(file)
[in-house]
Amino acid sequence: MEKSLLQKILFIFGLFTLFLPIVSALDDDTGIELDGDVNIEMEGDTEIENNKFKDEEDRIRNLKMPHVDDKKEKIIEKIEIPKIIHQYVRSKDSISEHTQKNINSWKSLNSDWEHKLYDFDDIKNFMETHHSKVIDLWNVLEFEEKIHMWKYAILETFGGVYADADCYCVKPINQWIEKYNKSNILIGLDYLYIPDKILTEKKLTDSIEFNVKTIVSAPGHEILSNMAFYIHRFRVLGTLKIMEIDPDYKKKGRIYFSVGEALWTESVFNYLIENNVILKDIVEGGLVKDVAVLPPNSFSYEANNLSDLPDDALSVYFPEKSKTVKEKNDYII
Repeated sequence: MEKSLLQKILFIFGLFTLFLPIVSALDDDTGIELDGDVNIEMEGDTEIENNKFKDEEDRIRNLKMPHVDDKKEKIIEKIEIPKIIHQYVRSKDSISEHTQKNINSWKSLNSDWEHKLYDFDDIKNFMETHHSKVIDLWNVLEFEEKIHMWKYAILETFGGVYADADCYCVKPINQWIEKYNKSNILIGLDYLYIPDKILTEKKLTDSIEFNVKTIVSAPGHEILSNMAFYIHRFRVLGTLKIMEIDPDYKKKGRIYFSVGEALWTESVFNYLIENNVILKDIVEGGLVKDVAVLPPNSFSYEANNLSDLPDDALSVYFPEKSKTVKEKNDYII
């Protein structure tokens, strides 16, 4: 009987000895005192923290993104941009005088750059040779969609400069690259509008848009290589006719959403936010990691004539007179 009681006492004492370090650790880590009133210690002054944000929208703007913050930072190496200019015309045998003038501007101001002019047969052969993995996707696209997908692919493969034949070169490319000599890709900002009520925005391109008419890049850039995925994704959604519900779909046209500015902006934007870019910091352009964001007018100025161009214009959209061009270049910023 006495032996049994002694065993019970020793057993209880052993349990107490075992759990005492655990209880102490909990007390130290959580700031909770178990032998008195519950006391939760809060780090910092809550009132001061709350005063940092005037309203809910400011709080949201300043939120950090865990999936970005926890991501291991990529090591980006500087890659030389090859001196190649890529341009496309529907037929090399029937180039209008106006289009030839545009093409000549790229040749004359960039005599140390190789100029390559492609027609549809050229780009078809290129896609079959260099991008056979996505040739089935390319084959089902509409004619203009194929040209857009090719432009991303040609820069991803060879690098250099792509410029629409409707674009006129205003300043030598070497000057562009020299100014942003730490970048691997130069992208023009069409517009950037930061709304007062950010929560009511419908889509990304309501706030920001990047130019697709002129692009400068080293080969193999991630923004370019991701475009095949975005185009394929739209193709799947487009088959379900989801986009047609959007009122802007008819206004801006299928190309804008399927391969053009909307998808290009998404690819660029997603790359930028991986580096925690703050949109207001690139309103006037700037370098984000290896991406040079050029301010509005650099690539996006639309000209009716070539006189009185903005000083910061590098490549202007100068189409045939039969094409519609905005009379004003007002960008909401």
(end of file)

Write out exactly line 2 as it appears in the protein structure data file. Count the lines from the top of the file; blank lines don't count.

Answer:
Amino acid sequence: MEKSLLQKILFIFGLFTLFLPIVSALDDDTGIELDGDVNIEMEGDTEIENNKFKDEEDRIRNLKMPHVDDKKEKIIEKIEIPKIIHQYVRSKDSISEHTQKNINSWKSLNSDWEHKLYDFDDIKNFMETHHSKVIDLWNVLEFEEKIHMWKYAILETFGGVYADADCYCVKPINQWIEKYNKSNILIGLDYLYIPDKILTEKKLTDSIEFNVKTIVSAPGHEILSNMAFYIHRFRVLGTLKIMEIDPDYKKKGRIYFSVGEALWTESVFNYLIENNVILKDIVEGGLVKDVAVLPPNSFSYEANNLSDLPDDALSVYFPEKSKTVKEKNDYII